Bridging the Gap

You should know there are plenty of reasons behind me taking the time to write and send out something like this every Sunday morning for the past eight years.

Admittedly, one of the chief reasons is my near-mental-illness type urge to write. I’ve shared with you before that sometimes I feel as though my head will split open and spray words all over the wall if I don’t open the valve of my fingers and release the words into and through my keyboard. Still, I have better reasons than this.

Another of my reasons is to break down certain barriers between me and the people I serve. It’s far too easy for the relationship between the pastor and the parishioners to become sterile, almost hygienically distant, especially if the parishioner is relatively uninvolved. Folks know I’m married. They know I have children. They know my style of preaching and teaching. They know lots of different things about me. However, it’s one thing to know about someone and something altogether different to be a part of that someone’s life. I write these things to welcome you in. When I become more open to you, revealing my real humanness—what marriage is like for me, what parenting is like for me, what happens to me during the week, the things I’m thinking about, the substance of things that make me smile, frown, laugh, or cry—the distance between us is bridged, even if only a little.

As I said, it’s one thing to know about someone. It’s something altogether different when you are introduced to that person and a friendship is allowed to bloom. Perhaps better, this can happen in spades when I unpack my own walk with the Lord in relation to all that is “me.” It steps past the casual conversation to the substance of a person and his or her role. In other words, you get a better sense of my integrity—that is, whether I, a man called to stand in the stead and by the command of Christ to administer Word and Sacrament, really believe what I’m preaching and teaching. By our time together here, my hope is you’ll get a better sense that I do.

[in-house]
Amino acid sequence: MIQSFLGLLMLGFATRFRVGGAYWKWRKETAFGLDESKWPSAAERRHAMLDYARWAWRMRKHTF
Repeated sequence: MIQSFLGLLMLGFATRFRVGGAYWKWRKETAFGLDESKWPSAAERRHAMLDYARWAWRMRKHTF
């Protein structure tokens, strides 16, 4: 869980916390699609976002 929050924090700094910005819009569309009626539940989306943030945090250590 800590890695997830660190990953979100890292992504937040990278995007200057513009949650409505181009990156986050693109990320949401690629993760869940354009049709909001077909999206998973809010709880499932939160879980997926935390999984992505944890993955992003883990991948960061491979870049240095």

Now, I sense two ways forward in this conversation. The first is the nagging urge to encourage you to give this same exercise a try in your own home. I’m not saying you need to write as much as I might, but what I am saying is to put something into words—a few sentences sharing a thought, concern, or something worth relaying in relation to your faith in Christ. Do it as regularly as possible for those closest to you. See what happens. My guess is that the results will be good.

The second is for me to continue doing the same with you right now. This morning I crossed paths with and was intrigued by the following quote from Dietrich Bonhoeffer:

“Only he who cries out for the Jews may sing Gregorian chants.”

Perhaps you already know Bonhoeffer was a Lutheran pastor in Germany who participated in the Valkyrie plot to assassinate Hitler. The plot was eventually discovered, and Bonhoeffer was hung by the Nazis. Still, does the knowledge of these things serve to interpret Bonhoeffer’s words? Maybe a little. But we need more. And we get it, not only from his writings but from those who were closest to him. Eberhard Bethge, a friend to Bonhoeffer, helps us greatly: